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Another thing I point out is that for, you know, there are now and this isn't a, this is a super popular option, but there's now much more of an infrastructure for having a non monogamous relationship. I mean, polyamory is a word we know. And it wasn't a thing. Until 20 years ago. Now there's in any large city in America, there's groups and books, and communities to sustain people who choose to be non monogamous in their marriages. That's uncommon, though most people want marriage as traditionally defined. But to the extent that there has been a small growth and non monogamous relationship, so that Winder cut the rate of adultery, and, or, or cheating adultery, you

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know, just Yeah, I wanted to ask, because I know we kind of tight on time. And so I want to ask you a few more questions. One of them was relation to hypergamy. And Hamada mean,

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the studies I've looked at, seem to indicate that the hypergamy I think one of them was actually Institute by the, published by the Institute that you mentioned,

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that hypergamy is a very stubborn thing, and that it continues that women tend to,

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for example, marry across dominance hierarchies.

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How do we understand this trend? So I find hypergamy is not as strong of force as homography hug that is marrying people like yourself. So, in fact, Hamaguchi, based on education has risen a lot in the last 30 years in the United States, it used to be fairly common that men married women who had less education, no longer.

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Now, increasingly, there is mammography, that based on education, in other words, people with college degrees, marry other people who have college degrees.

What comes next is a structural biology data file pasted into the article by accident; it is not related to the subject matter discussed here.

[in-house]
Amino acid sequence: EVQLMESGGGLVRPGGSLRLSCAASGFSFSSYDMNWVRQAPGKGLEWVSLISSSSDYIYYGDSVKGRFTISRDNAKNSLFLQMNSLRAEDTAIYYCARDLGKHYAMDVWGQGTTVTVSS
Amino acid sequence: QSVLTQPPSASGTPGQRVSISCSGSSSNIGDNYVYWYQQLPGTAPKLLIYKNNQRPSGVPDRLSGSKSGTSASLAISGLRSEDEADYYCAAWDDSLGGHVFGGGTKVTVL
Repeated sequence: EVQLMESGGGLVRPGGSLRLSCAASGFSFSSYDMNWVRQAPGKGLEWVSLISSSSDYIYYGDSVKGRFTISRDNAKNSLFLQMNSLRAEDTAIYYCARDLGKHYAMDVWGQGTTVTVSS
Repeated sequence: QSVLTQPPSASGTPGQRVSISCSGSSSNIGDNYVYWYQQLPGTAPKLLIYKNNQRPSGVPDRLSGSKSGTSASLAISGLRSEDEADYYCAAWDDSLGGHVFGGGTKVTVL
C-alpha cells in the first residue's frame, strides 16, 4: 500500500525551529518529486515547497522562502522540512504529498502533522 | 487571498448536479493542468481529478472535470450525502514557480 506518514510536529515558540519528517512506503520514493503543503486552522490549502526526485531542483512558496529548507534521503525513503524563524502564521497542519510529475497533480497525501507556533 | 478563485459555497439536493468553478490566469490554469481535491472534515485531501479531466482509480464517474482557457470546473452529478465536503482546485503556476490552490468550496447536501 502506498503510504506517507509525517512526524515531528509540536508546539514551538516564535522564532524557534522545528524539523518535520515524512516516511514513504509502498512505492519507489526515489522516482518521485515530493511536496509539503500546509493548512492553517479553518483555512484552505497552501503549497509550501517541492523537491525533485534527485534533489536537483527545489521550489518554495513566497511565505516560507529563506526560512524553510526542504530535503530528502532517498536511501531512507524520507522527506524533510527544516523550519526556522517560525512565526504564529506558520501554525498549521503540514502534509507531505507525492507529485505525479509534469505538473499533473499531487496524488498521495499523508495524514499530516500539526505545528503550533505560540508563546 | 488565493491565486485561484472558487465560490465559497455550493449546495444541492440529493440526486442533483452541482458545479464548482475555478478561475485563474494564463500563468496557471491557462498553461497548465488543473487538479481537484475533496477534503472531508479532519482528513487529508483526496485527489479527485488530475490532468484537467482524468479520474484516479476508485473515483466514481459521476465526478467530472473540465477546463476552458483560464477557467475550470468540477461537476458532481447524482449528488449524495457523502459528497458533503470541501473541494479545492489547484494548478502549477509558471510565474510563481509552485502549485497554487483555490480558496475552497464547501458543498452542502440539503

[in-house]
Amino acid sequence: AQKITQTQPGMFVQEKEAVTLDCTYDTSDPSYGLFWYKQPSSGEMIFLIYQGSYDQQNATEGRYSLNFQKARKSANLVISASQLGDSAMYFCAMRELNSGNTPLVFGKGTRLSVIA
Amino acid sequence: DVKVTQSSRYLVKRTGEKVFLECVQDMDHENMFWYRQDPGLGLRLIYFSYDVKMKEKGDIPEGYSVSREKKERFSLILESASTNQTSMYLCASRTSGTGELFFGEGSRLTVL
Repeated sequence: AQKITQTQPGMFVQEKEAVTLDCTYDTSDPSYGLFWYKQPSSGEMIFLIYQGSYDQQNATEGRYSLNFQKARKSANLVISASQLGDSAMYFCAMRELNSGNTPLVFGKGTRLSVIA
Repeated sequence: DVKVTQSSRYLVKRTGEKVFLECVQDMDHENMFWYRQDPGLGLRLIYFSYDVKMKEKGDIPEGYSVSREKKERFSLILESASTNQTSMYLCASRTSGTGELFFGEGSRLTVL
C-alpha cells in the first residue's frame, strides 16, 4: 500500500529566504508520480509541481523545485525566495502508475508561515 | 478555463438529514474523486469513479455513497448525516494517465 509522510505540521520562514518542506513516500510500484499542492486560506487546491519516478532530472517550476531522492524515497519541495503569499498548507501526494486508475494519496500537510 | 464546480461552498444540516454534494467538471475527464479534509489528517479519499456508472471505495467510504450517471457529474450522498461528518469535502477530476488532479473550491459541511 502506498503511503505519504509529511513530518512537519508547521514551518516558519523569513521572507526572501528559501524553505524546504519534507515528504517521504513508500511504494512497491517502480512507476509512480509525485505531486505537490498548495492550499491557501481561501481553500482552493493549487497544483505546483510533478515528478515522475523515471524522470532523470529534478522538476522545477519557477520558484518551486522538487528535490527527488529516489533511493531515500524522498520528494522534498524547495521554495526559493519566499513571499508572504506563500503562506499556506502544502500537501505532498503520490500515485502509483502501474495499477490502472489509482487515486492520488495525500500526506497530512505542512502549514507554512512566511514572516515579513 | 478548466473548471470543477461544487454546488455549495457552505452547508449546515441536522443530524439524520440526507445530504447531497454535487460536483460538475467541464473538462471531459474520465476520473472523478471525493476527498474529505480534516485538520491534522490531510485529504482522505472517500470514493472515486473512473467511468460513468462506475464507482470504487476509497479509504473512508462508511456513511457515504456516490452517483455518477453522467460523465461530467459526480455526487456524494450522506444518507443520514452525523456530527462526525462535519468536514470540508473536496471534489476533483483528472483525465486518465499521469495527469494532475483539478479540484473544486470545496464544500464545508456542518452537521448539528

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One thing to note here, this is some of the best news in the field, is that heteronomy that is marrying outside your group on race in the United States has increased a lot. By 100, fold whites marry blacks, more blacks, marry whites, marry Mexican Americans, Asian that's increased a lot in this country. And that, you know, we I celebrate is good news.

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You know, a lessening of racial barriers.

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And on this point, I'm not sure if you're aware of this.

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While some groups online like the red pill movement in the so called manosphere and stuff, many of which I have to tell you actually use your information. Oh, yes. Yeah. They're, they're, you know, they're free to and in fact, I actually did a podcast with a guy who calls himself angry MIG tau. In other words, MIG tau is men going their own way. And, you know, I I did a good interview.

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He, you know, he asked good questions, and I answered them. But yes, so these people, this movement does exist. But,

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have you heard about what's often called rule 32?